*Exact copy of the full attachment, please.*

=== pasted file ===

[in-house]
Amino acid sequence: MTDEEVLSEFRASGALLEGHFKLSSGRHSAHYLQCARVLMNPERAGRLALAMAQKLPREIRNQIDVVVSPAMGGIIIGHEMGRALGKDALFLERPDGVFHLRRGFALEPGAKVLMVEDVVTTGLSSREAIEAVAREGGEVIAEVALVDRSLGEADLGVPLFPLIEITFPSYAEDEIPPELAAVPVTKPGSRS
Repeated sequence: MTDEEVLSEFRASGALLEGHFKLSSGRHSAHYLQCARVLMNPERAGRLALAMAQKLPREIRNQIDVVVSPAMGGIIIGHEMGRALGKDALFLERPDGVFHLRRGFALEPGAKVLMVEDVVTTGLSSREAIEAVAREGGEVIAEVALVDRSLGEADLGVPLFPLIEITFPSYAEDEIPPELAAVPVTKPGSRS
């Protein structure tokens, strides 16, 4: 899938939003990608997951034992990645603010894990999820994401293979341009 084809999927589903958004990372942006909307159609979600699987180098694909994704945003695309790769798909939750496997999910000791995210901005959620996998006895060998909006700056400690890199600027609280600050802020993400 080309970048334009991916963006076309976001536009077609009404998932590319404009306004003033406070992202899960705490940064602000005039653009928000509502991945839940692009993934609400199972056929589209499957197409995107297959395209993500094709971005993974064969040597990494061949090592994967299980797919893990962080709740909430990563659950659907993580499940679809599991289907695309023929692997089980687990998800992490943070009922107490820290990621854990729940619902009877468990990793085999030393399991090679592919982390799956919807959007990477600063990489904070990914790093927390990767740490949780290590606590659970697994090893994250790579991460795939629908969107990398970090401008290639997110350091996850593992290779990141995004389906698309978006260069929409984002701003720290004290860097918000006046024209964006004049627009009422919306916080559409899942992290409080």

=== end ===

[in-house]
Amino acid sequence: MTDEEVLSEFRASGALLEGHFKLSSGRHSAHYLQCARVLMNPERAGRLALAMAQKLPREIRNQIDVVVSPAMGGIIIGHEMGRALGKDALFLERPDGVFHLRRGFALEPGAKVLMVEDVVTTGLSSREAIEAVAREGGEVIAEVALVDRSLGEADLGVPLFPLIEITFPSYAEDEIPPELAAVPVTKPGSRS
Repeated sequence: MTDEEVLSEFRASGALLEGHFKLSSGRHSAHYLQCARVLMNPERAGRLALAMAQKLPREIRNQIDVVVSPAMGGIIIGHEMGRALGKDALFLERPDGVFHLRRGFALEPGAKVLMVEDVVTTGLSSREAIEAVAREGGEVIAEVALVDRSLGEADLGVPLFPLIEITFPSYAEDEIPPELAAVPVTKPGSRS
């Protein structure tokens, strides 16, 4: 899938939003990608997951034992990645603010894990999820994401293979341009 084809999927589903958004990372942006909307159609979600699987180098694909994704945003695309790769798909939750496997999910000791995210901005959620996998006895060998909006700056400690890199600027609280600050802020993400 080309970048334009991916963006076309976001536009077609009404998932590319404009306004003033406070992202899960705490940064602000005039653009928000509502991945839940692009993934609400199972056929589209499957197409995107297959395209993500094709971005993974064969040597990494061949090592994967299980797919893990962080709740909430990563659950659907993580499940679809599991289907695309023929692997089980687990998800992490943070009922107490820290990621854990729940619902009877468990990793085999030393399991090679592919982390799956919807959007990477600063990489904070990914790093927390990767740490949780290590606590659970697994090893994250790579991460795939629908969107990398970090401008290639997110350091996850593992290779990141995004389906698309978006260069929409984002701003720290004290860097918000006046024209964006004049627009009422919306916080559409899942992290409080």